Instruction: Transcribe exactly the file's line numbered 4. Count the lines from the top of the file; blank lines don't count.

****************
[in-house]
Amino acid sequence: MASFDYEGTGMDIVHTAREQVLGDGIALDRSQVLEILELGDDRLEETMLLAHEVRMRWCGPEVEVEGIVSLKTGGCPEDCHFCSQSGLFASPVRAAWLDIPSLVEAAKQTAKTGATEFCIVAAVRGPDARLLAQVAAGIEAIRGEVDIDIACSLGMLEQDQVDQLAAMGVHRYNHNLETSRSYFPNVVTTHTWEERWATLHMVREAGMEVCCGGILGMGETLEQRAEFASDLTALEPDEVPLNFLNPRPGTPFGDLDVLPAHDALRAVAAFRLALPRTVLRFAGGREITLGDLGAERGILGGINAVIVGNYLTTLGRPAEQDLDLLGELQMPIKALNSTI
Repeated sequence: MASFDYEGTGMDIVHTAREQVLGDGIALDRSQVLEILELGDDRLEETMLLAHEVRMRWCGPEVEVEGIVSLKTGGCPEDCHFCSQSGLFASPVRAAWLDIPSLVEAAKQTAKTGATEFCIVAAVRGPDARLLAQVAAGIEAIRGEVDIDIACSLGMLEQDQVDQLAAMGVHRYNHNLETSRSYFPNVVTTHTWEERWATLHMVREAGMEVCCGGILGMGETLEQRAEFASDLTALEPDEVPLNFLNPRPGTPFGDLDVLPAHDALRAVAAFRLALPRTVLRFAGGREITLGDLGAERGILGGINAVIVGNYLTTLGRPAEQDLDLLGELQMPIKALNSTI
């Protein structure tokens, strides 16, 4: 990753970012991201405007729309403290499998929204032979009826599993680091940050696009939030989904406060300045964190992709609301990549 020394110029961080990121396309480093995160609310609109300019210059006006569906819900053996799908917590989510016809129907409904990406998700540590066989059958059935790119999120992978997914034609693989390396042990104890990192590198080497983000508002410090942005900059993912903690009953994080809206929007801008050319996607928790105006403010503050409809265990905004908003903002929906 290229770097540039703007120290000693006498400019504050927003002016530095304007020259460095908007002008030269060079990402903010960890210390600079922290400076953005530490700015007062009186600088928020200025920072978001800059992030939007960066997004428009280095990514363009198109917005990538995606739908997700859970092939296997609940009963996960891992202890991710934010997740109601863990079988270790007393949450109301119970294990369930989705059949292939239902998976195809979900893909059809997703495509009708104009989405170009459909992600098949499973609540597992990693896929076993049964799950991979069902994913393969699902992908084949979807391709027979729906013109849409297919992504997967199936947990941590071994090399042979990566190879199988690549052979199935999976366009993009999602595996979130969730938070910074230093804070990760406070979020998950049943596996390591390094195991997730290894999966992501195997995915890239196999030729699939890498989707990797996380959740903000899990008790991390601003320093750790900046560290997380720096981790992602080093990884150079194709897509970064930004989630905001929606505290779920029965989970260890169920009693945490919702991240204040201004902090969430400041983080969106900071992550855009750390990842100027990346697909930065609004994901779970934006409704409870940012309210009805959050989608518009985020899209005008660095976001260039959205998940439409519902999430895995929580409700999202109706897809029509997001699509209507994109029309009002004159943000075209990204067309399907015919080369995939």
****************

């Protein structure tokens, strides 16, 4: 990753970012991201405007729309403290499998929204032979009826599993680091940050696009939030989904406060300045964190992709609301990549 020394110029961080990121396309480093995160609310609109300019210059006006569906819900053996799908917590989510016809129907409904990406998700540590066989059958059935790119999120992978997914034609693989390396042990104890990192590198080497983000508002410090942005900059993912903690009953994080809206929007801008050319996607928790105006403010503050409809265990905004908003903002929906 290229770097540039703007120290000693006498400019504050927003002016530095304007020259460095908007002008030269060079990402903010960890210390600079922290400076953005530490700015007062009186600088928020200025920072978001800059992030939007960066997004428009280095990514363009198109917005990538995606739908997700859970092939296997609940009963996960891992202890991710934010997740109601863990079988270790007393949450109301119970294990369930989705059949292939239902998976195809979900893909059809997703495509009708104009989405170009459909992600098949499973609540597992990693896929076993049964799950991979069902994913393969699902992908084949979807391709027979729906013109849409297919992504997967199936947990941590071994090399042979990566190879199988690549052979199935999976366009993009999602595996979130969730938070910074230093804070990760406070979020998950049943596996390591390094195991997730290894999966992501195997995915890239196999030729699939890498989707990797996380959740903000899990008790991390601003320093750790900046560290997380720096981790992602080093990884150079194709897509970064930004989630905001929606505290779920029965989970260890169920009693945490919702991240204040201004902090969430400041983080969106900071992550855009750390990842100027990346697909930065609004994901779970934006409704409870940012309210009805959050989608518009985020899209005008660095976001260039959205998940439409519902999430895995929580409700999202109706897809029509997001699509209507994109029309009002004159943000075209990204067309399907015919080369995939």